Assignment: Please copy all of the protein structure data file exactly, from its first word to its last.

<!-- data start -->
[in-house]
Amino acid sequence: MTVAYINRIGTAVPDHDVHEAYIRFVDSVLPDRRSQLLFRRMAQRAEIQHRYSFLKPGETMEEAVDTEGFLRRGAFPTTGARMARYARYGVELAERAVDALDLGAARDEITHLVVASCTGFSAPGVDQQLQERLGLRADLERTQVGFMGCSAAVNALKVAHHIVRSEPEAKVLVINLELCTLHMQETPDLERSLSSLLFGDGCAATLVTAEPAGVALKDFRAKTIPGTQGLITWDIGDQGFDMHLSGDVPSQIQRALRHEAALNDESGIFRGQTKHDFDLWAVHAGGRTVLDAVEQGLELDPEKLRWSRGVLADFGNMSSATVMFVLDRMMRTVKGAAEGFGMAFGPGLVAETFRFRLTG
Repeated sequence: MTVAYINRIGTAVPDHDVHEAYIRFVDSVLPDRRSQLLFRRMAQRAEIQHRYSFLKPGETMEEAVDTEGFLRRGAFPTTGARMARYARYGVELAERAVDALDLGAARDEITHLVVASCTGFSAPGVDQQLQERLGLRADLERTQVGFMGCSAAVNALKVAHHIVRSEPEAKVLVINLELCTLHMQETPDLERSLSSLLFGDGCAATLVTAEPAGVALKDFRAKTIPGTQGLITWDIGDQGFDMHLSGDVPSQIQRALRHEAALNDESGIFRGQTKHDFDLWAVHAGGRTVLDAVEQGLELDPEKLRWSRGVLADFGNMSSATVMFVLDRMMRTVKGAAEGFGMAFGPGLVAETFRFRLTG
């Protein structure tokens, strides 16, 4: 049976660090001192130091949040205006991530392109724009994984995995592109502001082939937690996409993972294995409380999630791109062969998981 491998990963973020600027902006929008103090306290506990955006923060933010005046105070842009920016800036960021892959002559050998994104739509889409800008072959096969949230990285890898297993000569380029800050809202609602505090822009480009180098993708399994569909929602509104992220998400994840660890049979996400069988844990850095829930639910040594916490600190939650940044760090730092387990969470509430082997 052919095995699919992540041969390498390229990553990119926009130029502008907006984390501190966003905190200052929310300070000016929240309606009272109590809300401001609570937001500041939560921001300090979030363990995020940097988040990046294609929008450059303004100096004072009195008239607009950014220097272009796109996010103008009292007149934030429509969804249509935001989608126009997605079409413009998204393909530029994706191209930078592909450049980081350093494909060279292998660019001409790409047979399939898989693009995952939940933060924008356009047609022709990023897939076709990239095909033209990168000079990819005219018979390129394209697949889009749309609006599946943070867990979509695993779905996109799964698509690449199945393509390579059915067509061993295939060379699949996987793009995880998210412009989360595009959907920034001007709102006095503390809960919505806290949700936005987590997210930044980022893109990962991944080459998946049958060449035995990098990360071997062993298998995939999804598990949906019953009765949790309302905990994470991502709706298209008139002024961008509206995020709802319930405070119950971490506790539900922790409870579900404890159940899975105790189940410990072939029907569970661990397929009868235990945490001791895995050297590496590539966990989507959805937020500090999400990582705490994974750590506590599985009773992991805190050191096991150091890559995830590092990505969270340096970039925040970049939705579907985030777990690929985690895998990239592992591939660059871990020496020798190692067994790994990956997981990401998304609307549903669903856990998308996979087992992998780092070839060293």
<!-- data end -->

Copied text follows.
[in-house]
Amino acid sequence: MTVAYINRIGTAVPDHDVHEAYIRFVDSVLPDRRSQLLFRRMAQRAEIQHRYSFLKPGETMEEAVDTEGFLRRGAFPTTGARMARYARYGVELAERAVDALDLGAARDEITHLVVASCTGFSAPGVDQQLQERLGLRADLERTQVGFMGCSAAVNALKVAHHIVRSEPEAKVLVINLELCTLHMQETPDLERSLSSLLFGDGCAATLVTAEPAGVALKDFRAKTIPGTQGLITWDIGDQGFDMHLSGDVPSQIQRALRHEAALNDESGIFRGQTKHDFDLWAVHAGGRTVLDAVEQGLELDPEKLRWSRGVLADFGNMSSATVMFVLDRMMRTVKGAAEGFGMAFGPGLVAETFRFRLTG
Repeated sequence: MTVAYINRIGTAVPDHDVHEAYIRFVDSVLPDRRSQLLFRRMAQRAEIQHRYSFLKPGETMEEAVDTEGFLRRGAFPTTGARMARYARYGVELAERAVDALDLGAARDEITHLVVASCTGFSAPGVDQQLQERLGLRADLERTQVGFMGCSAAVNALKVAHHIVRSEPEAKVLVINLELCTLHMQETPDLERSLSSLLFGDGCAATLVTAEPAGVALKDFRAKTIPGTQGLITWDIGDQGFDMHLSGDVPSQIQRALRHEAALNDESGIFRGQTKHDFDLWAVHAGGRTVLDAVEQGLELDPEKLRWSRGVLADFGNMSSATVMFVLDRMMRTVKGAAEGFGMAFGPGLVAETFRFRLTG
């Protein structure tokens, strides 16, 4: 049976660090001192130091949040205006991530392109724009994984995995592109502001082939937690996409993972294995409380999630791109062969998981 491998990963973020600027902006929008103090306290506990955006923060933010005046105070842009920016800036960021892959002559050998994104739509889409800008072959096969949230990285890898297993000569380029800050809202609602505090822009480009180098993708399994569909929602509104992220998400994840660890049979996400069988844990850095829930639910040594916490600190939650940044760090730092387990969470509430082997 052919095995699919992540041969390498390229990553990119926009130029502008907006984390501190966003905190200052929310300070000016929240309606009272109590809300401001609570937001500041939560921001300090979030363990995020940097988040990046294609929008450059303004100096004072009195008239607009950014220097272009796109996010103008009292007149934030429509969804249509935001989608126009997605079409413009998204393909530029994706191209930078592909450049980081350093494909060279292998660019001409790409047979399939898989693009995952939940933060924008356009047609022709990023897939076709990239095909033209990168000079990819005219018979390129394209697949889009749309609006599946943070867990979509695993779905996109799964698509690449199945393509390579059915067509061993295939060379699949996987793009995880998210412009989360595009959907920034001007709102006095503390809960919505806290949700936005987590997210930044980022893109990962991944080459998946049958060449035995990098990360071997062993298998995939999804598990949906019953009765949790309302905990994470991502709706298209008139002024961008509206995020709802319930405070119950971490506790539900922790409870579900404890159940899975105790189940410990072939029907569970661990397929009868235990945490001791895995050297590496590539966990989507959805937020500090999400990582705490994974750590506590599985009773992991805190050191096991150091890559995830590092990505969270340096970039925040970049939705579907985030777990690929985690895998990239592992591939660059871990020496020798190692067994790994990956997981990401998304609307549903669903856990998308996979087992992998780092070839060293």